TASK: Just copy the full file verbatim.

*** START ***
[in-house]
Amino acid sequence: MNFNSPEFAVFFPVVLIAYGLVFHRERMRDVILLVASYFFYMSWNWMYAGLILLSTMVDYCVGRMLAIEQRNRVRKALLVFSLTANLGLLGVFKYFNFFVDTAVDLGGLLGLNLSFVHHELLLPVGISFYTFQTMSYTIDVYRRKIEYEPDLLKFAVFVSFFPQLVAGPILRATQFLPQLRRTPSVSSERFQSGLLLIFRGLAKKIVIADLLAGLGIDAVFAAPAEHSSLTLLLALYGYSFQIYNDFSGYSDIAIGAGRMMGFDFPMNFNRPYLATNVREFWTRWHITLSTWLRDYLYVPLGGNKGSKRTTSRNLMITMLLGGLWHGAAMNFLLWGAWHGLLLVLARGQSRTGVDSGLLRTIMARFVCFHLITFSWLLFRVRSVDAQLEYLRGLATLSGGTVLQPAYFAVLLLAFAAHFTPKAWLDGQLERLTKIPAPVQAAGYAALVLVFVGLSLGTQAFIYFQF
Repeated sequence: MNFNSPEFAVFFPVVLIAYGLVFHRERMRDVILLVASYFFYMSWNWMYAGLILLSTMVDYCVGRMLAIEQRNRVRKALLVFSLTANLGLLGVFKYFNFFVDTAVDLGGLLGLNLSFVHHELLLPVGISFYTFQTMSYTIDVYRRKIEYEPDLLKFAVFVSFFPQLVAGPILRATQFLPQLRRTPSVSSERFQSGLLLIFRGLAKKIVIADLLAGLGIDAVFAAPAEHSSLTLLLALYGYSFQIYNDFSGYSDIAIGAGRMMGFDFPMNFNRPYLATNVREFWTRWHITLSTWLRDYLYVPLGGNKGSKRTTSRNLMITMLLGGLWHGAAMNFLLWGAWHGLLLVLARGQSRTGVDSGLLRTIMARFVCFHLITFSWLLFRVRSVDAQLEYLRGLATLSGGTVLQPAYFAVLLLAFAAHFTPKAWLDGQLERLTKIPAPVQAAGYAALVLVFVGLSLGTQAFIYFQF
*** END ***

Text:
[in-house]
Amino acid sequence: MNFNSPEFAVFFPVVLIAYGLVFHRERMRDVILLVASYFFYMSWNWMYAGLILLSTMVDYCVGRMLAIEQRNRVRKALLVFSLTANLGLLGVFKYFNFFVDTAVDLGGLLGLNLSFVHHELLLPVGISFYTFQTMSYTIDVYRRKIEYEPDLLKFAVFVSFFPQLVAGPILRATQFLPQLRRTPSVSSERFQSGLLLIFRGLAKKIVIADLLAGLGIDAVFAAPAEHSSLTLLLALYGYSFQIYNDFSGYSDIAIGAGRMMGFDFPMNFNRPYLATNVREFWTRWHITLSTWLRDYLYVPLGGNKGSKRTTSRNLMITMLLGGLWHGAAMNFLLWGAWHGLLLVLARGQSRTGVDSGLLRTIMARFVCFHLITFSWLLFRVRSVDAQLEYLRGLATLSGGTVLQPAYFAVLLLAFAAHFTPKAWLDGQLERLTKIPAPVQAAGYAALVLVFVGLSLGTQAFIYFQF
Repeated sequence: MNFNSPEFAVFFPVVLIAYGLVFHRERMRDVILLVASYFFYMSWNWMYAGLILLSTMVDYCVGRMLAIEQRNRVRKALLVFSLTANLGLLGVFKYFNFFVDTAVDLGGLLGLNLSFVHHELLLPVGISFYTFQTMSYTIDVYRRKIEYEPDLLKFAVFVSFFPQLVAGPILRATQFLPQLRRTPSVSSERFQSGLLLIFRGLAKKIVIADLLAGLGIDAVFAAPAEHSSLTLLLALYGYSFQIYNDFSGYSDIAIGAGRMMGFDFPMNFNRPYLATNVREFWTRWHITLSTWLRDYLYVPLGGNKGSKRTTSRNLMITMLLGGLWHGAAMNFLLWGAWHGLLLVLARGQSRTGVDSGLLRTIMARFVCFHLITFSWLLFRVRSVDAQLEYLRGLATLSGGTVLQPAYFAVLLLAFAAHFTPKAWLDGQLERLTKIPAPVQAAGYAALVLVFVGLSLGTQAFIYFQF